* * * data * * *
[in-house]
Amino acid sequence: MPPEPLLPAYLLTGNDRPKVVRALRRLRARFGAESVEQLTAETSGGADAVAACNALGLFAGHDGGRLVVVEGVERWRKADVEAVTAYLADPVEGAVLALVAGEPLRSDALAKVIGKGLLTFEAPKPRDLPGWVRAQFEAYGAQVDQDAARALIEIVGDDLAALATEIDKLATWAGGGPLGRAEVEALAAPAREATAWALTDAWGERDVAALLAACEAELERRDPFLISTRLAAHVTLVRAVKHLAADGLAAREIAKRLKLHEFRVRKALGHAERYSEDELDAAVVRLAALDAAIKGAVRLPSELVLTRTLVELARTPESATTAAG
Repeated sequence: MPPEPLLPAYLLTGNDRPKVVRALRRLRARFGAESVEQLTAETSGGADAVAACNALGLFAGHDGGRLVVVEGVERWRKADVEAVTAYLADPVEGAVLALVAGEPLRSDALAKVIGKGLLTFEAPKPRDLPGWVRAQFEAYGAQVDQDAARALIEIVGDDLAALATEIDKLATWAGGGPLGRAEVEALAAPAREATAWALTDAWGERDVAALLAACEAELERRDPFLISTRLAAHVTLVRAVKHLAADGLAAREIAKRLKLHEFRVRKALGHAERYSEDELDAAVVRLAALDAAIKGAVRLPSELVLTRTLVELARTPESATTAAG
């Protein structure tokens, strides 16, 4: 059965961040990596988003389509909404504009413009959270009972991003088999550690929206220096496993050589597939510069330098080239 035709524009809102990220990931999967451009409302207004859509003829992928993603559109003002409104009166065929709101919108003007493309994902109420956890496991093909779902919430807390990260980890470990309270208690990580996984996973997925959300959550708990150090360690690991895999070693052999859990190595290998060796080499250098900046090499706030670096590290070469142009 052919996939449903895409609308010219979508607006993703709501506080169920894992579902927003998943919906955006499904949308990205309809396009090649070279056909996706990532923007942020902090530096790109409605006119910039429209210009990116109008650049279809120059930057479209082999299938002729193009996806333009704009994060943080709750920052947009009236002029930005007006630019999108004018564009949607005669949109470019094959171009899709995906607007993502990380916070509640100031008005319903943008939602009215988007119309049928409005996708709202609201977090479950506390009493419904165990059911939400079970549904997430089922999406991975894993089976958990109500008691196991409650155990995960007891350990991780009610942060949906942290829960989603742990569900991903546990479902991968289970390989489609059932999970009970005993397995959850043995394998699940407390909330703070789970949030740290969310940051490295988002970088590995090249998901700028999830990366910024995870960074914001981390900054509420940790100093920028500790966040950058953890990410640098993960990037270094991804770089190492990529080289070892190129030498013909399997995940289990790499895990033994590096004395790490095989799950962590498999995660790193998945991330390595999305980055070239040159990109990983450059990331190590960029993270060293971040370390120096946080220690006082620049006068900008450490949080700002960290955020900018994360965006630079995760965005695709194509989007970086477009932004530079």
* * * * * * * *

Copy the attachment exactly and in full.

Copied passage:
[in-house]
Amino acid sequence: MPPEPLLPAYLLTGNDRPKVVRALRRLRARFGAESVEQLTAETSGGADAVAACNALGLFAGHDGGRLVVVEGVERWRKADVEAVTAYLADPVEGAVLALVAGEPLRSDALAKVIGKGLLTFEAPKPRDLPGWVRAQFEAYGAQVDQDAARALIEIVGDDLAALATEIDKLATWAGGGPLGRAEVEALAAPAREATAWALTDAWGERDVAALLAACEAELERRDPFLISTRLAAHVTLVRAVKHLAADGLAAREIAKRLKLHEFRVRKALGHAERYSEDELDAAVVRLAALDAAIKGAVRLPSELVLTRTLVELARTPESATTAAG
Repeated sequence: MPPEPLLPAYLLTGNDRPKVVRALRRLRARFGAESVEQLTAETSGGADAVAACNALGLFAGHDGGRLVVVEGVERWRKADVEAVTAYLADPVEGAVLALVAGEPLRSDALAKVIGKGLLTFEAPKPRDLPGWVRAQFEAYGAQVDQDAARALIEIVGDDLAALATEIDKLATWAGGGPLGRAEVEALAAPAREATAWALTDAWGERDVAALLAACEAELERRDPFLISTRLAAHVTLVRAVKHLAADGLAAREIAKRLKLHEFRVRKALGHAERYSEDELDAAVVRLAALDAAIKGAVRLPSELVLTRTLVELARTPESATTAAG
């Protein structure tokens, strides 16, 4: 059965961040990596988003389509909404504009413009959270009972991003088999550690929206220096496993050589597939510069330098080239 035709524009809102990220990931999967451009409302207004859509003829992928993603559109003002409104009166065929709101919108003007493309994902109420956890496991093909779902919430807390990260980890470990309270208690990580996984996973997925959300959550708990150090360690690991895999070693052999859990190595290998060796080499250098900046090499706030670096590290070469142009 052919996939449903895409609308010219979508607006993703709501506080169920894992579902927003998943919906955006499904949308990205309809396009090649070279056909996706990532923007942020902090530096790109409605006119910039429209210009990116109008650049279809120059930057479209082999299938002729193009996806333009704009994060943080709750920052947009009236002029930005007006630019999108004018564009949607005669949109470019094959171009899709995906607007993502990380916070509640100031008005319903943008939602009215988007119309049928409005996708709202609201977090479950506390009493419904165990059911939400079970549904997430089922999406991975894993089976958990109500008691196991409650155990995960007891350990991780009610942060949906942290829960989603742990569900991903546990479902991968289970390989489609059932999970009970005993397995959850043995394998699940407390909330703070789970949030740290969310940051490295988002970088590995090249998901700028999830990366910024995870960074914001981390900054509420940790100093920028500790966040950058953890990410640098993960990037270094991804770089190492990529080289070892190129030498013909399997995940289990790499895990033994590096004395790490095989799950962590498999995660790193998945991330390595999305980055070239040159990109990983450059990331190590960029993270060293971040370390120096946080220690006082620049006068900008450490949080700002960290955020900018994360965006630079995760965005695709194509989007970086477009932004530079």